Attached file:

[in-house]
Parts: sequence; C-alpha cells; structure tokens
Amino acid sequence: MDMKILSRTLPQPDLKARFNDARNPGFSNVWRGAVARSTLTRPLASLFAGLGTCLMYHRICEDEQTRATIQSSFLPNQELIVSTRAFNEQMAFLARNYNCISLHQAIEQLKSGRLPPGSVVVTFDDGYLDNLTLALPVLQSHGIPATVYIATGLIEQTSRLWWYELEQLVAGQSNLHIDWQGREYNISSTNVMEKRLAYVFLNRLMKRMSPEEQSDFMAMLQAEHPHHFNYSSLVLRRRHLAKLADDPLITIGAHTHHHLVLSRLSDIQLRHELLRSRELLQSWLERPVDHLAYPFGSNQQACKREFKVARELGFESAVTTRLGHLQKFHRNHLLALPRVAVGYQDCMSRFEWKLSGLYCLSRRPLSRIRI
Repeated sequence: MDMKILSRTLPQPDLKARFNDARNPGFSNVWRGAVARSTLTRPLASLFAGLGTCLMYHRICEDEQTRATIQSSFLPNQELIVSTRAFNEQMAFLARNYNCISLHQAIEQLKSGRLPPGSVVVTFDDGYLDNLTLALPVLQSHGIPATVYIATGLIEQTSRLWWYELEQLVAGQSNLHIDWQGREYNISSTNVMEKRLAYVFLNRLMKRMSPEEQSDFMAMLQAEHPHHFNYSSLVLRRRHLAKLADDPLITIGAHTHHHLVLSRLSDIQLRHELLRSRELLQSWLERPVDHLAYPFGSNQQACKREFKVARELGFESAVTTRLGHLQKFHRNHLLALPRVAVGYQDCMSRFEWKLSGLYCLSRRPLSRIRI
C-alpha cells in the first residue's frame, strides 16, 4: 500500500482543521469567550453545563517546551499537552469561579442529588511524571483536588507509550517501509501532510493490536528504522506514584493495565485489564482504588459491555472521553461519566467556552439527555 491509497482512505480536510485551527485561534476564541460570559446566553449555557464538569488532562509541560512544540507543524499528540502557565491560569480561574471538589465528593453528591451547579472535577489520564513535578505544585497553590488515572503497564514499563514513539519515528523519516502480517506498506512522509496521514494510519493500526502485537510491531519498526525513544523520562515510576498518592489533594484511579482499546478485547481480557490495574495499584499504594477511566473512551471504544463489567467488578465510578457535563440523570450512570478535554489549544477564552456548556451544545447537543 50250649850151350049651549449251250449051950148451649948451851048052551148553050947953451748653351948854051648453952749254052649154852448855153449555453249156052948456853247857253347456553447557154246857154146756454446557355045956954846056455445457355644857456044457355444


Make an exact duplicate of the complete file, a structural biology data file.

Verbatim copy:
[in-house]
Parts: sequence; C-alpha cells; structure tokens
Amino acid sequence: MDMKILSRTLPQPDLKARFNDARNPGFSNVWRGAVARSTLTRPLASLFAGLGTCLMYHRICEDEQTRATIQSSFLPNQELIVSTRAFNEQMAFLARNYNCISLHQAIEQLKSGRLPPGSVVVTFDDGYLDNLTLALPVLQSHGIPATVYIATGLIEQTSRLWWYELEQLVAGQSNLHIDWQGREYNISSTNVMEKRLAYVFLNRLMKRMSPEEQSDFMAMLQAEHPHHFNYSSLVLRRRHLAKLADDPLITIGAHTHHHLVLSRLSDIQLRHELLRSRELLQSWLERPVDHLAYPFGSNQQACKREFKVARELGFESAVTTRLGHLQKFHRNHLLALPRVAVGYQDCMSRFEWKLSGLYCLSRRPLSRIRI
Repeated sequence: MDMKILSRTLPQPDLKARFNDARNPGFSNVWRGAVARSTLTRPLASLFAGLGTCLMYHRICEDEQTRATIQSSFLPNQELIVSTRAFNEQMAFLARNYNCISLHQAIEQLKSGRLPPGSVVVTFDDGYLDNLTLALPVLQSHGIPATVYIATGLIEQTSRLWWYELEQLVAGQSNLHIDWQGREYNISSTNVMEKRLAYVFLNRLMKRMSPEEQSDFMAMLQAEHPHHFNYSSLVLRRRHLAKLADDPLITIGAHTHHHLVLSRLSDIQLRHELLRSRELLQSWLERPVDHLAYPFGSNQQACKREFKVARELGFESAVTTRLGHLQKFHRNHLLALPRVAVGYQDCMSRFEWKLSGLYCLSRRPLSRIRI
C-alpha cells in the first residue's frame, strides 16, 4: 500500500482543521469567550453545563517546551499537552469561579442529588511524571483536588507509550517501509501532510493490536528504522506514584493495565485489564482504588459491555472521553461519566467556552439527555 491509497482512505480536510485551527485561534476564541460570559446566553449555557464538569488532562509541560512544540507543524499528540502557565491560569480561574471538589465528593453528591451547579472535577489520564513535578505544585497553590488515572503497564514499563514513539519515528523519516502480517506498506512522509496521514494510519493500526502485537510491531519498526525513544523520562515510576498518592489533594484511579482499546478485547481480557490495574495499584499504594477511566473512551471504544463489567467488578465510578457535563440523570450512570478535554489549544477564552456548556451544545447537543 50250649850151350049651549449251250449051950148451649948451851048052551148553050947953451748653351948854051648453952749254052649154852448855153449555453249156052948456853247857253347456553447557154246857154146756454446557355045956954846056455445457355644857456044457355444